A Search for Sovereignty

A Search for Sovereignty

Law and Geography in European Empires, 1400–1900

  • Author: Lauren Benton
  • Publisher: Cambridge University Press
  • ISBN: 1107782716
  • Category: History
  • Page: N.A
  • View: 5673
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A Search for Sovereignty approaches world history by examining the relation of law and geography in European empires between 1400 and 1900. Lauren Benton argues that Europeans imagined imperial space as networks of corridors and enclaves, and that they constructed sovereignty in ways that merged ideas about geography and law. Conflicts over treason, piracy, convict transportation, martial law, and crime created irregular spaces of law, while also attaching legal meanings to familiar geographic categories such as rivers, oceans, islands, and mountains. The resulting legal and spatial anomalies influenced debates about imperial constitutions and international law both in the colonies and at home. This study changes our understanding of empire and its legacies and opens new perspectives on the global history of law.

A Frontier Made Lawless

A Frontier Made Lawless

Violence in Upland Southwest China, 1800-1956

  • Author: Joseph Lawson
  • Publisher: UBC Press
  • ISBN: 0774833726
  • Category: History
  • Page: 288
  • View: 416
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In the nineteenth and early twentieth centuries, the region of Liangshan in southwest China was plagued by violence. Indigenous Nuosu communities clashed with Han migrants, the Qing and Republican states, and local warlords. The first English-language history of Liangshan, A Frontier Made Lawless challenges the view that ongoing violence was the result of population pressures, opium production, and the growth of local paramilitary groups. Instead, Joseph Lawson argues that the conflict resulted from the lack of a common framework for dealing with property disputes, compounded by the repeated destabilization of the region by turmoil elsewhere in China.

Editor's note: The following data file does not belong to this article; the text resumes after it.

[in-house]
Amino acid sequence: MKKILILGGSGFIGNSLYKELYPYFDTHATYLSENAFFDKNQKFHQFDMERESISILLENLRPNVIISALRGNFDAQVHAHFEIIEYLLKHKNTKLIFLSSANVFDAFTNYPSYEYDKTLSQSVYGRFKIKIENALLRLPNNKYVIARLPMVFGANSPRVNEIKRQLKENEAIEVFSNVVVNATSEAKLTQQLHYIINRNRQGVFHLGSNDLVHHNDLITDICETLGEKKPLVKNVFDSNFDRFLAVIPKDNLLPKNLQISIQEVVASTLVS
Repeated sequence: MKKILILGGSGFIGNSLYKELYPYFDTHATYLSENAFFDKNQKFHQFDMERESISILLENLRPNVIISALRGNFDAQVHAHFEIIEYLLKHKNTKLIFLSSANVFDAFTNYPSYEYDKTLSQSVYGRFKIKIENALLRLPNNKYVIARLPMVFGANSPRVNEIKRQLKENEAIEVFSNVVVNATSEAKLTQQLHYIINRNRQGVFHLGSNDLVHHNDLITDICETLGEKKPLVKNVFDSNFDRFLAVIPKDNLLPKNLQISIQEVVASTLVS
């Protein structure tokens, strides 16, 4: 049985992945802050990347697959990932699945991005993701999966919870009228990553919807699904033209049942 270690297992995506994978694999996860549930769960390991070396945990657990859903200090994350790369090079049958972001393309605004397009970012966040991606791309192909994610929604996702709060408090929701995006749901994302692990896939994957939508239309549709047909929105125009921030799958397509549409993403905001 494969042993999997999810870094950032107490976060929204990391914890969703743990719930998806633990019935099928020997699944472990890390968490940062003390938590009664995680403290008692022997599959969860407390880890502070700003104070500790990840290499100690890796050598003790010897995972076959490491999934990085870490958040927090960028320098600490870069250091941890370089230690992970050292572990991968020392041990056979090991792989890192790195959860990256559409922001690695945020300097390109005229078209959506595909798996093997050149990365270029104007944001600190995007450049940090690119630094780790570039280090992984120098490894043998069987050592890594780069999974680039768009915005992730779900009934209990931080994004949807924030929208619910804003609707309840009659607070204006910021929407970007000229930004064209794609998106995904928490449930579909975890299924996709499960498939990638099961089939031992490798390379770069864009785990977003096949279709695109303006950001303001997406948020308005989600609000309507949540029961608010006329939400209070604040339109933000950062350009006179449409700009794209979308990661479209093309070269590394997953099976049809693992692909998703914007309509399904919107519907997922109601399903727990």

The Lawless Land

The Lawless Land

  • Author: Dusty Richards
  • Publisher: St. Martin's Paperbacks
  • ISBN: 1429938757
  • Category: Fiction
  • Page: 272
  • View: 7129
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In 1880, Arizona Territory was an outlaw's paradise. The gunmen rode hard along the border, raping, stealing, murdering and burning their way to plunder and wealth. Guided by a powerful landownewr and his vicious outlaw capitan, the Border Gang was organized, mean, and armed to the teeth. In Prescott, the governor knew Arizon'as sheriffs couldn't stop the killing--and statehood was in peril. Then a military man named Bowen stepped in with a plan: find a few good men, call them marshals, and send them after the Border Gang. Then the law struck back with a man named Mayes. Sam T. Mayes, a soldier turned Denver detective, was Bowen's first and only choice. Now Mayes, accompanied by an alcoholic army scout, a wanted man, and a fierce native woman, would ride against the cutthroat Maye's job was to put the killers behind bars--or put them in the ground. His reward: the first badge ever worn by U.S. Territorial Marshal...

Law for the Elephant

Law for the Elephant

Property and Social Behavior on the Overland Trail

  • Author: John Phillip Reid
  • Publisher: Huntington Library Press
  • ISBN: 9780873281645
  • Category: History
  • Page: 437
  • View: 7882
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"Reid has been incredibly imaginative in discovering the sources for law on the overland trail, and his pioneering work is likely to open up an entirely new field in the study of the American legal experience. This is a splendid and marvelously readable book."--Stanley N. Katz, Princeton University "Reid has been incredibly imaginative in discovering the sources for law on the overland trail, and his pioneering work is likely to open up an entirely new field in the study of the American legal experience. This is a splendid and marvelously readable book."--Stanley N. Katz, Princeton University

A Revolution for Our Rights

A Revolution for Our Rights

Indigenous Struggles for Land and Justice in Bolivia, 1880–1952

  • Author: Laura Gotkowitz
  • Publisher: Duke University Press
  • ISBN: 0822390124
  • Category: History
  • Page: 414
  • View: 7805